Retro Corner – Shenmue

Retro Corner – Shenmue

Last updated on May 15th, 2017

Editor note: This post had been originally published unedited at the request of the creator, since it is a cross-post, but has now been given some grammatical touch-ups to bring it up to the standards of the site. The original version can still be found in its original link.

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Shenmue – Dreamcast (Shenmue 2 can be found on Dreamcast by import or XBOX for EU/NA version)


The “Shenmue experience” starts as soon as you see the Now Loading screen, introducing you to the story. You take control of Ryo Hazuki, a young Japanese Student enrolling in Martial Arts classes. An unexpected sequence of events at the start of the game sets the story for Ryo’s quest for revenge, which will drive him for the rest of the series. Ryo’s journey takes the player on a learning path that has elevated the title to a cult classic, that dare I say is the best game on a Sega console.

Actually, I dare say it’s the greatest game ever created on any console. Ahead of the likes of some of my personal favorites, Earthbound (I hear the cries for Mother 4, Nintendo however do not), Duke Nukem, Mirror’s Edge, Final Fantasy 7 and even Uncharted. The story, the passion, the creativity of Shenmue is something unmatched, unrivaled and absolutely breathtaking.


The game sets the pace following Virtua Fighter, which is not necessarily bad – more of a refined form of the earlier Virtua Fighter games to fit the world it’s set in. Such a pace is far from perfect by today’s standards, but it was groundbreaking in its time and still holding up quite well, enjoyable by modern gamers if you have the necessary cables. You need a VGA Box and a Dreamcast to relive Shenmue in all it’s glory, but they are not available to me so I cannot record footage of it.

Shenmue set the standard for things we nowadays consider obvious, such as night and day cycles. It still amazes me that as the clock strikes down, as day turns to night, Yokosuka or wherever you are located in the game comes to life in a realistic, time-scheduled fashion. It was an astonishing experience, and it’s the little things like this that change the way the game is played and absolutely, positively changed the way we thought about video games as a form of media.

The game features a strong cast of NPCs native to the places you visit, who help you solve the clues you find as you progress in your quest. Some even end up accompanying you and teaching you new moves and skills to increase your martial arts repertoir.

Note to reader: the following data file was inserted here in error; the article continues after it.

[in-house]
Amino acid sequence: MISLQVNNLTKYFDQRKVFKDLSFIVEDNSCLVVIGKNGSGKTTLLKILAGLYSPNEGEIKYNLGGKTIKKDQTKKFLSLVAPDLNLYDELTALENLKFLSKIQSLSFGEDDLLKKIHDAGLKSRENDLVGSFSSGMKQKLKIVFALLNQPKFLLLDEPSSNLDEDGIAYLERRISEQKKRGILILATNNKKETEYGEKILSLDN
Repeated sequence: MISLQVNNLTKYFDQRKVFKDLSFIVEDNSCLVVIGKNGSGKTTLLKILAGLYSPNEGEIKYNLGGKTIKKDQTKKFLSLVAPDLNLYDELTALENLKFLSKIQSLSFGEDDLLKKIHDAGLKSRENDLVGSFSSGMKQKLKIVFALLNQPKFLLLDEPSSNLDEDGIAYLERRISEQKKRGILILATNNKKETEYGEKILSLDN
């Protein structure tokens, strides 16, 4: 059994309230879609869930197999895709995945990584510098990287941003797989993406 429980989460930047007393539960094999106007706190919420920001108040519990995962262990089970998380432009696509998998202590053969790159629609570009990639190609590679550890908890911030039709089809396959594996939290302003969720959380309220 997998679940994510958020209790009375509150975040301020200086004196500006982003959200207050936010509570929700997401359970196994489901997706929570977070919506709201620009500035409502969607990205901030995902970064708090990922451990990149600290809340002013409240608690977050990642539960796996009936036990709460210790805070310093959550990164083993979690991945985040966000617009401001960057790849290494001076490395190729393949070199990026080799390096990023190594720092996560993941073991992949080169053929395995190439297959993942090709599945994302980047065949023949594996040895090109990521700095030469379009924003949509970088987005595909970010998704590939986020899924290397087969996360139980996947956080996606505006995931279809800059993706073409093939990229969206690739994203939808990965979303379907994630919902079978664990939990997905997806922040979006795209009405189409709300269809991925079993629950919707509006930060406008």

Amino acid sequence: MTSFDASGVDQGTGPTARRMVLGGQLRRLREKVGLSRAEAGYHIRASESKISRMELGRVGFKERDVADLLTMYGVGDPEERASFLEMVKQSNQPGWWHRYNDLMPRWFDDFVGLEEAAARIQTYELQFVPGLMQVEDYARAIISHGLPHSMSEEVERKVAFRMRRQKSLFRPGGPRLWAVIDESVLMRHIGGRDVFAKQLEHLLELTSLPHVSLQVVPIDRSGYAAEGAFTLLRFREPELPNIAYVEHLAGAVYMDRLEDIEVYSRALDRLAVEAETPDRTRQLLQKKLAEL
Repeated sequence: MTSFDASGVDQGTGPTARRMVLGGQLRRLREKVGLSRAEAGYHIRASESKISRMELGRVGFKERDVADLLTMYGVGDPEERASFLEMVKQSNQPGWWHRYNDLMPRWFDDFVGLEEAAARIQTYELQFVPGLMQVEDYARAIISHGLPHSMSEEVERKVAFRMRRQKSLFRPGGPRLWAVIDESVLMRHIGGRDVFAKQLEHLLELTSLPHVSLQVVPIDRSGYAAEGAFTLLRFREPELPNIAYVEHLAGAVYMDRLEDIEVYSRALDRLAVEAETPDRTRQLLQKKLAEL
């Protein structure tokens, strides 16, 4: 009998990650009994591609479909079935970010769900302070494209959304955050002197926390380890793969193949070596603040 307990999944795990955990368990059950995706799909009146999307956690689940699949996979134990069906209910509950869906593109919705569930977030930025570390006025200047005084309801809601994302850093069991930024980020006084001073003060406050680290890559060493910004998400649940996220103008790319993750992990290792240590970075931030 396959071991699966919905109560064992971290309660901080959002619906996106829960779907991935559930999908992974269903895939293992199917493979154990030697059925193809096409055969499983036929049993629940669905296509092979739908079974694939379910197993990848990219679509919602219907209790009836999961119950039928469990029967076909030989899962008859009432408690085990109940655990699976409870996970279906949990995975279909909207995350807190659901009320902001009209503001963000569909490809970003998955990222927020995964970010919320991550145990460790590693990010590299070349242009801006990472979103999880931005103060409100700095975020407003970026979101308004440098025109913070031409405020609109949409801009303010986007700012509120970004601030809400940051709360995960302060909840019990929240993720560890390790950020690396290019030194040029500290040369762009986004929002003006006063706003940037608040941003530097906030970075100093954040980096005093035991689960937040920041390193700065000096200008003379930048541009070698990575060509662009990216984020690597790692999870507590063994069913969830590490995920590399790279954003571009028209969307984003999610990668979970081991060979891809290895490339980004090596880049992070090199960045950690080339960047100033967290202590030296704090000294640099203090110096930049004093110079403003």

If the story is becoming too intense from you, a variety of mini games such as “Hang On”, Darks, and some other games are available as distractions. It’s noteworthy that the mini-games feature QTEs, and are said to have started the trend, which has become a rather hated idea in gaming.

In Shenmue, however, QTE’s are used during chase scenarios, which would have lost their intense feel if they hadn’t had that sense of urgency provided by the timely pressing of buttons to proceed. Unlike other developers who have overused the feature and reduced it to a gimmick, Shenmue offers interesting use of QTE as a way to improve the experience, but leaves plenty of regular gameplay, a fantastic amount of content and an intriguing story to wrap it up. In the many years that followed, only the Yakuza series has ever come close to this title.


The graphics of Shenmue were head and shoulders above other titles available pre XBOX 360/PS3, and they may have even surpassed some earlier PS3/XBOX 360 titles.

Considering this is dreamcast game  from the early 2000’s, side-by-side comparisons to titles such as Vampire Rain and X-Blades demonstrate the title holds up well, although some screen elements may look jagged and character models may look a bit odd.

Yes you ride a motorcycle. It’s also accompanied by one of the most memorable scenes I’ve ever seen.


The musical score is often an underrated aspect of games, but it’s an important element that can bring scenes to a crescendo and complete the setting for the player to experience the story. In this regard, Shenmue is a masterpiece, providing a compelling and satisfying array of pieces to set the mood for scenes, locations and even quest completion.

The voice acting, however, is the lowpoint of the game. I like to find the charm of it, but it’s undeniably bad, to the point sometimes it’s outright funny. In this regard, Shenmue feels like a low budget movie with bad actors, which is a true shame to an otherwise fantastic story.

In closing

There is an age old discussion. Are video games art? This game proves that they are not only an artform, they can deliver fantastic musical scores and tell engrossing stories, whilst also providing interactive entertainment for the player.

Ryo really likes looking for Sailors, there are plenty of insider jokes to be had here.


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2 comments on “Retro Corner – Shenmue”

  1. Fexelea says:

    I did not play this title but have heard nothing but good commentary about it, to the point I would expect if I traveled 14 years into the future to a world devoid of Dark Souls!
    Thanks for the review as usual, unfortunately I cannot get the video to load… Looking forward to when that is resolved (I tried via youtube and couldn’t load either so a YT problem most likely)

  2. iJezabella says:

    Yeah It’s a youtube issue, the video works for me. 😛

    This game is all time most loved game. I haven’t even tried Dark Souls. My backlog is pretty small as it stands so maybe one day soon. It is actually sitting in my room But I’m kind of wanting to finish off Unreal Tournament 3 and Saints Row IV first.

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